The History and Times of the Trabuco

Trabuco is the Portuguese word for trebuchet which is an ancient war machine. The trabuco was a weapon that was used during the middle ages in Europe and Asia. It was also used in Africa and the Americas. When the Spanish arrived in South America during the 1500s the trabuco was no longer a relevant weapon of war. European have traded the trabuco for the use of the cannon. However, it was still utilized by some armies during that era. Armies still relied on the trebuchet and kept them in their weapon caches. However, they were not the primary weapon of choice during that era.

The original trabuco (or trebuchet) was invented by the Chinese according to lista.mercadolivre.com.br. They created this artillery weapon sometime around 400 B.C. The trabuco was not a popular weapon of war during the ancient era. Sometime around 500 A.D. The trebuchet arrived in Europe. The French people used them extensively in warfare. They were usually successful on the battlefield with the help of this weapon. Soon, other kingdoms and empires began to adopt its use.

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The Trabuco used large crews of soldiers to operate the machine. At least 40 men would be needed to pull the rope of the large sling and to release it. The units were extremely tall and difficult to manage. No single could effectively operate a trebuchet. Keep in mind that the unit has a large sling arm that is able to hurl heavy objects at least 800 yards at enemy lines. Trabucos were commonly situated behind armies and they would reign down large rocks, pitch and even dead bodies at enemy forces based on infoescola.com.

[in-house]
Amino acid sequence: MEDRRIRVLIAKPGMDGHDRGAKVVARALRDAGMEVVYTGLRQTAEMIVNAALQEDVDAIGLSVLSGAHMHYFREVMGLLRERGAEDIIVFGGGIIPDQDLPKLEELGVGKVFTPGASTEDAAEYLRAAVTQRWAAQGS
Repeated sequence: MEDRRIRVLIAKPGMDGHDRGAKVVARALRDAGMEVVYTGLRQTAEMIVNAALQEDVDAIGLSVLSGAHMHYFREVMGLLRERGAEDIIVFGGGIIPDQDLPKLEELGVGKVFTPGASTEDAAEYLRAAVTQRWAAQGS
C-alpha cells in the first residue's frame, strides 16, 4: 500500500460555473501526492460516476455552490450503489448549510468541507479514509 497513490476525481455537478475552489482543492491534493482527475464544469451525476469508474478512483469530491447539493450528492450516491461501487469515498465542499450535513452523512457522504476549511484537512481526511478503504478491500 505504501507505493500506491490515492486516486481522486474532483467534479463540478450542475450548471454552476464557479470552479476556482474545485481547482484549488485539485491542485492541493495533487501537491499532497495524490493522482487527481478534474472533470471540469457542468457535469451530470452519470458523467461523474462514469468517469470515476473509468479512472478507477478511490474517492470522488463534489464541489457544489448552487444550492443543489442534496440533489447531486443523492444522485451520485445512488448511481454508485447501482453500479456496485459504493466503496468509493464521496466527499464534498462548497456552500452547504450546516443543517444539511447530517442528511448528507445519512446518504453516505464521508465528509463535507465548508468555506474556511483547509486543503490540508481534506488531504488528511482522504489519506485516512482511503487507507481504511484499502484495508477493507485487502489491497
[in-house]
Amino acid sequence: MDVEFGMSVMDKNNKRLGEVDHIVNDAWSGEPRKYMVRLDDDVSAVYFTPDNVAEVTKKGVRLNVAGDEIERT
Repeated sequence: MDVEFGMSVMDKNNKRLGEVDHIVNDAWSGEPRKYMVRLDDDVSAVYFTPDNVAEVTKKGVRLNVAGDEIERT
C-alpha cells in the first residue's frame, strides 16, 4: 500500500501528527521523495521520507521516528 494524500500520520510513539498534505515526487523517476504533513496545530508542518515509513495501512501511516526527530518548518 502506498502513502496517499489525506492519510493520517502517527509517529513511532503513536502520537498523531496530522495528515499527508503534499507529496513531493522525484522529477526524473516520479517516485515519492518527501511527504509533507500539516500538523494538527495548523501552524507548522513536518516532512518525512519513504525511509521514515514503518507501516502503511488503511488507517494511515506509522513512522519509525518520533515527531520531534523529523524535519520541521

When the Portuguese and Spanish went into South America they were already using gunpowder and cannons. So, the trabucos were used in limited conflicts. The indigenous tribes never adopted the trabuco for their armies. They favored guns and cannon instead. Trabucos are no longer a weapon of importance in modern warfare. However, they are used for pumpkin chucking competitions which is big deal in America and in other parts of the world.

For more information about the history of trabuco, just visit http://veja.abril.com.br/blog/sobre-palavras/trabuco-da-astucia-ao-chumbo-grosso/